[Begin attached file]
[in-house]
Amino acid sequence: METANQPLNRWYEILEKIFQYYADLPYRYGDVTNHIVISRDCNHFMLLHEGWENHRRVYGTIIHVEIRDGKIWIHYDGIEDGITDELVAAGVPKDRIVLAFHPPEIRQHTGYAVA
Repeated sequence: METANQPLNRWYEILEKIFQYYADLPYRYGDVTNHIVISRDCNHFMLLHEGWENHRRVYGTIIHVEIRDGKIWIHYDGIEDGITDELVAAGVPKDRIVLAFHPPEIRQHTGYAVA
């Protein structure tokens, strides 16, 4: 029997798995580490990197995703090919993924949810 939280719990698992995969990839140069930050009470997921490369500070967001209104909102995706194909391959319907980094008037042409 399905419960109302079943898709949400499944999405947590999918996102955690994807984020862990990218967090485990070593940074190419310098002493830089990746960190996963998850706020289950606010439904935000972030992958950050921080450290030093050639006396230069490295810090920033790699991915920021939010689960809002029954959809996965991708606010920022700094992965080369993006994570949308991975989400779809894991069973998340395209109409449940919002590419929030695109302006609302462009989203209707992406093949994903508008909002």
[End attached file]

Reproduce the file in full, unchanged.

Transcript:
[in-house]
Amino acid sequence: METANQPLNRWYEILEKIFQYYADLPYRYGDVTNHIVISRDCNHFMLLHEGWENHRRVYGTIIHVEIRDGKIWIHYDGIEDGITDELVAAGVPKDRIVLAFHPPEIRQHTGYAVA
Repeated sequence: METANQPLNRWYEILEKIFQYYADLPYRYGDVTNHIVISRDCNHFMLLHEGWENHRRVYGTIIHVEIRDGKIWIHYDGIEDGITDELVAAGVPKDRIVLAFHPPEIRQHTGYAVA
């Protein structure tokens, strides 16, 4: 029997798995580490990197995703090919993924949810 939280719990698992995969990839140069930050009470997921490369500070967001209104909102995706194909391959319907980094008037042409 399905419960109302079943898709949400499944999405947590999918996102955690994807984020862990990218967090485990070593940074190419310098002493830089990746960190996963998850706020289950606010439904935000972030992958950050921080450290030093050639006396230069490295810090920033790699991915920021939010689960809002029954959809996965991708606010920022700094992965080369993006994570949308991975989400779809894991069973998340395209109409449940919002590419929030695109302006609302462009989203209707992406093949994903508008909002």